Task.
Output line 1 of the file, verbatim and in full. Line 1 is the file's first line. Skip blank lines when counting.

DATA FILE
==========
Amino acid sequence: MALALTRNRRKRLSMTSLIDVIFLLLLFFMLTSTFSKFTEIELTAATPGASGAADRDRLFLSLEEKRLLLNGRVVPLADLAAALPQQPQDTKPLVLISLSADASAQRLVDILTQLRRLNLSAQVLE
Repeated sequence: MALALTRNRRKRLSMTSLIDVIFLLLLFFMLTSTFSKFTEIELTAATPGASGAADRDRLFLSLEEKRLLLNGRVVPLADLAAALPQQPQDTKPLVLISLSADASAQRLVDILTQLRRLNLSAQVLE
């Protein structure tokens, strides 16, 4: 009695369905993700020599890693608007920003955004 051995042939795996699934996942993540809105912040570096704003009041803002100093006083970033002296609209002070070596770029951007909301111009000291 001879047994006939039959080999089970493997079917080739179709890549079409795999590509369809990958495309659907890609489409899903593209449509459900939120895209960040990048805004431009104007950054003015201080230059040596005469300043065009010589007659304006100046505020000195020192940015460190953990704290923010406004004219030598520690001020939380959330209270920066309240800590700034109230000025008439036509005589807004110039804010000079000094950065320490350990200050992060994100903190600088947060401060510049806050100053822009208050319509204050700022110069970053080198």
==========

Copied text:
Amino acid sequence: MALALTRNRRKRLSMTSLIDVIFLLLLFFMLTSTFSKFTEIELTAATPGASGAADRDRLFLSLEEKRLLLNGRVVPLADLAAALPQQPQDTKPLVLISLSADASAQRLVDILTQLRRLNLSAQVLE